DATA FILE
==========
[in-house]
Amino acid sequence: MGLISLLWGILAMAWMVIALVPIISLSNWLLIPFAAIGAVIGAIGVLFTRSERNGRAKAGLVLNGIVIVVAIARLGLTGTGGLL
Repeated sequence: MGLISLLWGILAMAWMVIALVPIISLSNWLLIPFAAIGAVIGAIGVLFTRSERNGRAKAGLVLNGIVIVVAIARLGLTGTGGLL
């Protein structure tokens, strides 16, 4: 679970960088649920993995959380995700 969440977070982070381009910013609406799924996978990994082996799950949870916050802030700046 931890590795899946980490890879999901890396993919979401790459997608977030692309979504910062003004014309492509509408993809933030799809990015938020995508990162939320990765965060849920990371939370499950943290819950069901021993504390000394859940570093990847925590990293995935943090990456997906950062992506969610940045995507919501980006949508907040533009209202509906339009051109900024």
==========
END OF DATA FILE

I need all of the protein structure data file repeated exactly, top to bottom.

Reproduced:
[in-house]
Amino acid sequence: MGLISLLWGILAMAWMVIALVPIISLSNWLLIPFAAIGAVIGAIGVLFTRSERNGRAKAGLVLNGIVIVVAIARLGLTGTGGLL
Repeated sequence: MGLISLLWGILAMAWMVIALVPIISLSNWLLIPFAAIGAVIGAIGVLFTRSERNGRAKAGLVLNGIVIVVAIARLGLTGTGGLL
């Protein structure tokens, strides 16, 4: 679970960088649920993995959380995700 969440977070982070381009910013609406799924996978990994082996799950949870916050802030700046 931890590795899946980490890879999901890396993919979401790459997608977030692309979504910062003004014309492509509408993809933030799809990015938020995508990162939320990765965060849920990371939370499950943290819950069901021993504390000394859940570093990847925590990293995935943090990456997906950062992506969610940045995507919501980006949508907040533009209202509906339009051109900024």